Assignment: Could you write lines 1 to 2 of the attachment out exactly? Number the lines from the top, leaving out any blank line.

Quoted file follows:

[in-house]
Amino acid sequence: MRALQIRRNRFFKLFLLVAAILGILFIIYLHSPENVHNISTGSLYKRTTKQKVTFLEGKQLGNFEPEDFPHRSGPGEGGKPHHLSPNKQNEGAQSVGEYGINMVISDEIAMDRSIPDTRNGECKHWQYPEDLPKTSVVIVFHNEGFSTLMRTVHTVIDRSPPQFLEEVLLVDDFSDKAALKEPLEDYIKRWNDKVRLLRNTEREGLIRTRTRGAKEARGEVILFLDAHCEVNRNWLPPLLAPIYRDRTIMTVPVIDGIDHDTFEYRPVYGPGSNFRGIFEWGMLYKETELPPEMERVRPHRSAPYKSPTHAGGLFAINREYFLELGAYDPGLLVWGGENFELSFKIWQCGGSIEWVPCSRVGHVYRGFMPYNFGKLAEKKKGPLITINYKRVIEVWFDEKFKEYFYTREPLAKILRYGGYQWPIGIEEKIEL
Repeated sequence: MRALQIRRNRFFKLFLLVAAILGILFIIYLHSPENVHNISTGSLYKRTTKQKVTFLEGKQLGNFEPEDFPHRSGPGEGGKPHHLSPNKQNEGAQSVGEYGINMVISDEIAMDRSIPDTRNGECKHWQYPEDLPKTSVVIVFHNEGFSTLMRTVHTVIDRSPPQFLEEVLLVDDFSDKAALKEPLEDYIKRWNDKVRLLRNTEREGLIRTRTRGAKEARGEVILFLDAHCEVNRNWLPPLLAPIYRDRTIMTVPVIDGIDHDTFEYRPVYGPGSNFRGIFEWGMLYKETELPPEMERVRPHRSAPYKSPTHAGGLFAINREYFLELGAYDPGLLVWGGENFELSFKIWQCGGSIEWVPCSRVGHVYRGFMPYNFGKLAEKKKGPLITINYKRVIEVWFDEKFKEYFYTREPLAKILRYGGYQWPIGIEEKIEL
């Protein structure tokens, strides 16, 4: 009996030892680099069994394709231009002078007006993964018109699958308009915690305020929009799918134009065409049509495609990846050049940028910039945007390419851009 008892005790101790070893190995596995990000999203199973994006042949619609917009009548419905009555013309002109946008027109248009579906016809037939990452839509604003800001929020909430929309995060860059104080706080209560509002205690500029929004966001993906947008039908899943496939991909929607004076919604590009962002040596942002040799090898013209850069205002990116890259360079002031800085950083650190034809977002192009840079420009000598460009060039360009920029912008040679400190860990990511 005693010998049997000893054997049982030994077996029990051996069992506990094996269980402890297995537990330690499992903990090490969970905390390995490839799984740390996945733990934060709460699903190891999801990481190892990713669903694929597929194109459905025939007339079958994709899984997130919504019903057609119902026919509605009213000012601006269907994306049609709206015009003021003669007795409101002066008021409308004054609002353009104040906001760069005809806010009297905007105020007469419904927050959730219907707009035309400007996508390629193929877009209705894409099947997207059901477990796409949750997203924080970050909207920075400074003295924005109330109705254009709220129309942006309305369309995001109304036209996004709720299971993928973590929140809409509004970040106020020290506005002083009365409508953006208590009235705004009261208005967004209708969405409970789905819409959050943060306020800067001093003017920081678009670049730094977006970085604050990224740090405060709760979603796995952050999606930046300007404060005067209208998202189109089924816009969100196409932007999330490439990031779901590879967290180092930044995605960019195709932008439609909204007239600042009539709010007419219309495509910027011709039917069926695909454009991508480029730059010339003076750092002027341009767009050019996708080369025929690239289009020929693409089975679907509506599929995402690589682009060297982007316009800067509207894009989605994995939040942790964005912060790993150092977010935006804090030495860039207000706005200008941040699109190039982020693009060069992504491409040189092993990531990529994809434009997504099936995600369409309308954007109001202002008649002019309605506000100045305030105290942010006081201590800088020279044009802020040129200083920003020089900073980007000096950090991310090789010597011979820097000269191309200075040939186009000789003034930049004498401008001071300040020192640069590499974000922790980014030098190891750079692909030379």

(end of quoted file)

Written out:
[in-house]
Amino acid sequence: MRALQIRRNRFFKLFLLVAAILGILFIIYLHSPENVHNISTGSLYKRTTKQKVTFLEGKQLGNFEPEDFPHRSGPGEGGKPHHLSPNKQNEGAQSVGEYGINMVISDEIAMDRSIPDTRNGECKHWQYPEDLPKTSVVIVFHNEGFSTLMRTVHTVIDRSPPQFLEEVLLVDDFSDKAALKEPLEDYIKRWNDKVRLLRNTEREGLIRTRTRGAKEARGEVILFLDAHCEVNRNWLPPLLAPIYRDRTIMTVPVIDGIDHDTFEYRPVYGPGSNFRGIFEWGMLYKETELPPEMERVRPHRSAPYKSPTHAGGLFAINREYFLELGAYDPGLLVWGGENFELSFKIWQCGGSIEWVPCSRVGHVYRGFMPYNFGKLAEKKKGPLITINYKRVIEVWFDEKFKEYFYTREPLAKILRYGGYQWPIGIEEKIEL